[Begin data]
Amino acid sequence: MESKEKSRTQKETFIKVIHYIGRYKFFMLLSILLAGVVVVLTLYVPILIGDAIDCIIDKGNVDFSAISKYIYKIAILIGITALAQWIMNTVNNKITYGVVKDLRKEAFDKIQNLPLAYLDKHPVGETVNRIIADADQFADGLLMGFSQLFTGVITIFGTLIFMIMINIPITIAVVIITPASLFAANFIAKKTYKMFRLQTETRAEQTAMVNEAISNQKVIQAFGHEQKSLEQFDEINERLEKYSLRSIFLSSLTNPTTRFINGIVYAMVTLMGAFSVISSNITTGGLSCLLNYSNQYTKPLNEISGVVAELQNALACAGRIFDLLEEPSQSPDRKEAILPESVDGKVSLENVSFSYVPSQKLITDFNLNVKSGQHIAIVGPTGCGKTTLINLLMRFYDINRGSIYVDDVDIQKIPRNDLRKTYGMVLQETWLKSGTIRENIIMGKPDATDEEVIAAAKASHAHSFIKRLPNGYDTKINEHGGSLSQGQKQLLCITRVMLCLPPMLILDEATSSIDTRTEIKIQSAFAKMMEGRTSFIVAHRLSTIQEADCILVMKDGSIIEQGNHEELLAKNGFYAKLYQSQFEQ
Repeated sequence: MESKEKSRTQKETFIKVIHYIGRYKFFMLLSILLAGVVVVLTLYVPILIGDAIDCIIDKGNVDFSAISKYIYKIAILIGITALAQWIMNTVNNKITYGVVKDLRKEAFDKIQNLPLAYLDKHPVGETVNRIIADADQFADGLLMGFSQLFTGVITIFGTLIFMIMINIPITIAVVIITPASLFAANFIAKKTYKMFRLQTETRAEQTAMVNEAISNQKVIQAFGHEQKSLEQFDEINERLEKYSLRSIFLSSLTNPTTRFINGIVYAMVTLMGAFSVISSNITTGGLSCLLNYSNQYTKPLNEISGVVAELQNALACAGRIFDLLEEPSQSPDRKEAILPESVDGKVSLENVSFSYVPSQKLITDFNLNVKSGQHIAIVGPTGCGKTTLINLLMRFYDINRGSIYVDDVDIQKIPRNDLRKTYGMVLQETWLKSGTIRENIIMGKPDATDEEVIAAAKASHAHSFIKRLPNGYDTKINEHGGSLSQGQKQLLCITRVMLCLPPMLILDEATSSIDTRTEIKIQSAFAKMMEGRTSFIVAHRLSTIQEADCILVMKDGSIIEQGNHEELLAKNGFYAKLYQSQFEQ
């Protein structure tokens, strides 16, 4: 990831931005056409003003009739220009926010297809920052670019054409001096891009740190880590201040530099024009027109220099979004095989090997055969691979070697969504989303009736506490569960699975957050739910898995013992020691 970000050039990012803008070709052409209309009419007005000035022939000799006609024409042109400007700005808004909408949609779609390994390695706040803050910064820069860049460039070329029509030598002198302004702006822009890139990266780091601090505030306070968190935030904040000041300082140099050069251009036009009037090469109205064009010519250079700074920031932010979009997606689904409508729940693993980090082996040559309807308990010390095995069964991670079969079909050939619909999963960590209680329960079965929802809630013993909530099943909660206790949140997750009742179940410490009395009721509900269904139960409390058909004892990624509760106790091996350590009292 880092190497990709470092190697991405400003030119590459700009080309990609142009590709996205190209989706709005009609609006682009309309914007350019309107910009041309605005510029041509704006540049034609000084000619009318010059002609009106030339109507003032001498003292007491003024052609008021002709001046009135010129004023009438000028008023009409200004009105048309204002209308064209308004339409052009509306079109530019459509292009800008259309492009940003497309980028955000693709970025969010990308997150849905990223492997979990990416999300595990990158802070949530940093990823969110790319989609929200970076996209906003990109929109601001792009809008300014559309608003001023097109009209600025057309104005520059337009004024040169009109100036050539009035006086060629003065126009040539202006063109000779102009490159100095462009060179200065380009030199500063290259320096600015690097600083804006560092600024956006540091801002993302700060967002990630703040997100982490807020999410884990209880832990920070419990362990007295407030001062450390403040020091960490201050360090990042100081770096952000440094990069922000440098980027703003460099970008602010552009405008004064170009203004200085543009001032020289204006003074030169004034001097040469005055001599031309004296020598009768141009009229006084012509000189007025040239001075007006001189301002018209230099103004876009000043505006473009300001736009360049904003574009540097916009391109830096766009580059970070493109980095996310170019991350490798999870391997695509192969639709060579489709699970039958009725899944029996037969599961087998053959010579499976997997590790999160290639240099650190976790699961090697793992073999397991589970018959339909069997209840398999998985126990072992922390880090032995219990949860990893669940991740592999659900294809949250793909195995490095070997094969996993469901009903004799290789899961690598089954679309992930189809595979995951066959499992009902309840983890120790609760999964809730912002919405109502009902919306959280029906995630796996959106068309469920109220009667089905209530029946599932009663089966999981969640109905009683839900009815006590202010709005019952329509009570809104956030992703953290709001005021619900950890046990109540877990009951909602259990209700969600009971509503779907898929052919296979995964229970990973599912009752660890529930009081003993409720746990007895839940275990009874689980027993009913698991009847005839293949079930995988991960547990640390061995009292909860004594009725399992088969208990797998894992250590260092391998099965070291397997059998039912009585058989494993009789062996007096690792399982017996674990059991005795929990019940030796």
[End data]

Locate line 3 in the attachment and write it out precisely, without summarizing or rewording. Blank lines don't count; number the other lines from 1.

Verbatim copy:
């Protein structure tokens, strides 16, 4: 990831931005056409003003009739220009926010297809920052670019054409001096891009740190880590201040530099024009027109220099979004095989090997055969691979070697969504989303009736506490569960699975957050739910898995013992020691 970000050039990012803008070709052409209309009419007005000035022939000799006609024409042109400007700005808004909408949609779609390994390695706040803050910064820069860049460039070329029509030598002198302004702006822009890139990266780091601090505030306070968190935030904040000041300082140099050069251009036009009037090469109205064009010519250079700074920031932010979009997606689904409508729940693993980090082996040559309807308990010390095995069964991670079969079909050939619909999963960590209680329960079965929802809630013993909530099943909660206790949140997750009742179940410490009395009721509900269904139960409390058909004892990624509760106790091996350590009292 880092190497990709470092190697991405400003030119590459700009080309990609142009590709996205190209989706709005009609609006682009309309914007350019309107910009041309605005510029041509704006540049034609000084000619009318010059002609009106030339109507003032001498003292007491003024052609008021002709001046009135010129004023009438000028008023009409200004009105048309204002209308064209308004339409052009509306079109530019459509292009800008259309492009940003497309980028955000693709970025969010990308997150849905990223492997979990990416999300595990990158802070949530940093990823969110790319989609929200970076996209906003990109929109601001792009809008300014559309608003001023097109009209600025057309104005520059337009004024040169009109100036050539009035006086060629003065126009040539202006063109000779102009490159100095462009060179200065380009030199500063290259320096600015690097600083804006560092600024956006540091801002993302700060967002990630703040997100982490807020999410884990209880832990920070419990362990007295407030001062450390403040020091960490201050360090990042100081770096952000440094990069922000440098980027703003460099970008602010552009405008004064170009203004200085543009001032020289204006003074030169004034001097040469005055001599031309004296020598009768141009009229006084012509000189007025040239001075007006001189301002018209230099103004876009000043505006473009300001736009360049904003574009540097916009391109830096766009580059970070493109980095996310170019991350490798999870391997695509192969639709060579489709699970039958009725899944029996037969599961087998053959010579499976997997590790999160290639240099650190976790699961090697793992073999397991589970018959339909069997209840398999998985126990072992922390880090032995219990949860990893669940991740592999659900294809949250793909195995490095070997094969996993469901009903004799290789899961690598089954679309992930189809595979995951066959499992009902309840983890120790609760999964809730912002919405109502009902919306959280029906995630796996959106068309469920109220009667089905209530029946599932009663089966999981969640109905009683839900009815006590202010709005019952329509009570809104956030992703953290709001005021619900950890046990109540877990009951909602259990209700969600009971509503779907898929052919296979995964229970990973599912009752660890529930009081003993409720746990007895839940275990009874689980027993009913698991009847005839293949079930995988991960547990640390061995009292909860004594009725399992088969208990797998894992250590260092391998099965070291397997059998039912009585058989494993009789062996007096690792399982017996674990059991005795929990019940030796």